Will the saving of up to nine grams of CO2 to an average vehicle’s emissions be exceeded by the energy needed to make tyre repair kits and replacing partially used tyres that cannot be repaired!!

Even if you can't manage the wheel change yourself, someone else can [eg AA, RAC, Green Flag etc] and you are quickly back on the road until the punctured tyre is repaired.
As stated, the tyre repair kit has significant limitations on puncture size & location, and it won't repair a blow-out [eg caused by road debris].
If the tyre repair kit can't be used or it doesn't work, vehicle recovery will be expensive, inconvenient, and your journey cannot continue.
In addition to the cost of replacing the tyre repair kit, I understand that if used, some garages will not repair the tyre so it will also need replacing.
As for run flat tyres, can they be repaired?
Progress - I think not!!!!
Thanks, but no thanks, I want a spare wheel.

JM    on 30 October 2014

I just paid an extra £100 for my new Corsa to have a full size spare wheel but I have found that it came with no wheel brace or car jack so at the moment it is useless unless I spend more money.

Gleneve Cars    on 30 October 2014

It's a controversial one right enough. At first I thought it was ridiculous not to have a spare on an expensive new car, what a cheek!
But then I suppose if you consider what it saves in total Co2 emissions for all cars and the RFL costs for motorists as it takes some cars into the £0 tax band.
Then there's the danger of jacking the car up and changing the wheel for the inexperienced motorist - I've seen someone trying to do it on a hill for example, or at the side of a busy motorway, yikes! Old cars can often have very weak jack points too, or the novice might use the wrong jack point - sometimes not that clear in the instruction manual.
The whole process can be fraught with danger for some.
You'd need to find a statistic showing how many had been injured changing a wheel, that would be interesting!
Having said all that I can see it would be a nightmare to have a puncture and not have a spare - however having driven for 35 years I've only had one puncture and guess what... when I went to change it I discovered Kwik Fit had lost my locking allen key for the alloy wheel....

   on 3 November 2014

It is not about saving motorists' cash, it is about saving manufacturers' cost of crash testing vehicles with sare wheel wells, because to provide these wells means have to make that part of the car stronger, Testing the well fitted to the vehicle and to get it to pass cost thousands if not a million or two.

I have had 3 punctures in 12 years. Providing run-on-flat is good idea because upon receiving a puncture, such a vehicle would less likely to loose all directional control as copared to punctured tyre which isn't run-on-flat. However, where BMW used to position the battery in the right rear corner of the trunk of the vehicle, now, on my X1 at least, it is taking centre stage where a spare wheel well would have been. To copound the stupidity, why would designers put an ignition source so near to a flammable fuel storage ?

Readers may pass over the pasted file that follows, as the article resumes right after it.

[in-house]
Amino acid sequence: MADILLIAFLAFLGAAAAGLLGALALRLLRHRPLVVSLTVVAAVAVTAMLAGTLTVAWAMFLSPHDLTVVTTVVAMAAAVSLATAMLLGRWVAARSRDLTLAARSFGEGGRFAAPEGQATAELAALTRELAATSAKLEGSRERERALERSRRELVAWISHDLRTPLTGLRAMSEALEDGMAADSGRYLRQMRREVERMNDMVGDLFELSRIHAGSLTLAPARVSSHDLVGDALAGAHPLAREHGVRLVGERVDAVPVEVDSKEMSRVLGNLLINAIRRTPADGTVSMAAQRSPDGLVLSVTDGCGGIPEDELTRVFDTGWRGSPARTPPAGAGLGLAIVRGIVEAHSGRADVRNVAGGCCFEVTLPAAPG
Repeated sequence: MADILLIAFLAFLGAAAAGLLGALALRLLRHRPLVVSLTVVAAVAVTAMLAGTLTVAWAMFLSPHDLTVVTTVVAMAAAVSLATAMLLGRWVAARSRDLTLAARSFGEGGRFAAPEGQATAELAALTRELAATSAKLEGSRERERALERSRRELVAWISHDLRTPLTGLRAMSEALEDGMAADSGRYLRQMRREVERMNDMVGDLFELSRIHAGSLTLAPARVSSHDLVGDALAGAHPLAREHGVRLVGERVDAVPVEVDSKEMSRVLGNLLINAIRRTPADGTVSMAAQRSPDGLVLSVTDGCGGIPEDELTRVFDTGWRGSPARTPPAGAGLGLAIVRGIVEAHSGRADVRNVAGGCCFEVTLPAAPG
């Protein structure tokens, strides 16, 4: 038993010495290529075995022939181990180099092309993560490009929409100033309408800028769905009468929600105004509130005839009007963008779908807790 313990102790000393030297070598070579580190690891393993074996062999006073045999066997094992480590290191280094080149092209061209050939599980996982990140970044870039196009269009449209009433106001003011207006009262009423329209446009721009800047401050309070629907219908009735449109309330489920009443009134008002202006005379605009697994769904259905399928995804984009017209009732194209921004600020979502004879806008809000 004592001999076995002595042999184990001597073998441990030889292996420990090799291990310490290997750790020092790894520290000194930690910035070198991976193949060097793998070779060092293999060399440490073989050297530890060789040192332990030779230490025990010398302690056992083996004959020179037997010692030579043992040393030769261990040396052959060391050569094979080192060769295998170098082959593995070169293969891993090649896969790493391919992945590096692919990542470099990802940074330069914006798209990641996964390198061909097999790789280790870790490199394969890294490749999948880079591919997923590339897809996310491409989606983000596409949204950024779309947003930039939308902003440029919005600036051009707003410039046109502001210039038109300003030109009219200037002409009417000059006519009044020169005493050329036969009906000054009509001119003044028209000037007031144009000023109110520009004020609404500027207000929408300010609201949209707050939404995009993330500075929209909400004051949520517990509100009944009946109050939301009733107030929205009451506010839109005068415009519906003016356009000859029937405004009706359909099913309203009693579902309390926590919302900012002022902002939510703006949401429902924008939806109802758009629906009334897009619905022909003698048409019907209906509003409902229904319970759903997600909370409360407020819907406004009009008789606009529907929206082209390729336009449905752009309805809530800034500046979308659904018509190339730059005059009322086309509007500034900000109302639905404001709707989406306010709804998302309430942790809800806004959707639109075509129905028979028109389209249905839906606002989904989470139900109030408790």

There may be many physically smaller drivers who are unable to change a punctured tyre on their own but they could summon assistance (most people have cell phones with them). But without a spare in, on or about the vehicle, there is no chance of an easy reacue. The means many stranded motorists have to call out a tow or similar heavy duty rescue.

Don't kid yourselves; all motorists have to pay in the end, whether it is the "hot air" about CO2 emissions or in the subsequent higher membership fees which is distributed among the rest of the members through annual subscriptions; why do you think motoring organisations are always looking for more members ?

DaveWK    on 26 March 2017

The comment re lost security wheel bolt key reminds me of the time ATS overtightened a wheel security bolt on my CItroen C5. (Those b compressed air wrenches they don't know how to use!).
The security key socket was too weak for the job and its pins were destroyed in trying to unscrew the bolt. The clever trick of heating up a slightly smaller socket and hammering it on worked well. Lots of leverage and then a bang as the head of the bolt sheared off. Bit of extra security by CItroen to prevent the thief doing what I was trying to do.
Trip to Screwfix for an expensive set of tungsten drills and easi-outs which solved the problem after hours of drilling. Then off to the breakers yard for a set of proper bolts,£2 each and binned the security annoyances.
Anyway, when did you last hear of standard alloy wheels being nicked? About as common as car radio theft nowadays.
Maybe I'll get scrappage deal for a new petrol car seeing that this excellent diesel is the government's latest target.
2005 CItroen C5 2.0hdi Exclusive, 136 (plus a tweak) bhp. All the whistles and bells, twelve years old, everything still works. 80,000 miles, original exhaust, never missed a beat. 50mpg...has actually achieved 62mpg over 400 miles, on a gentle run Bordeaux to Costa Brava on a quiet Sunday.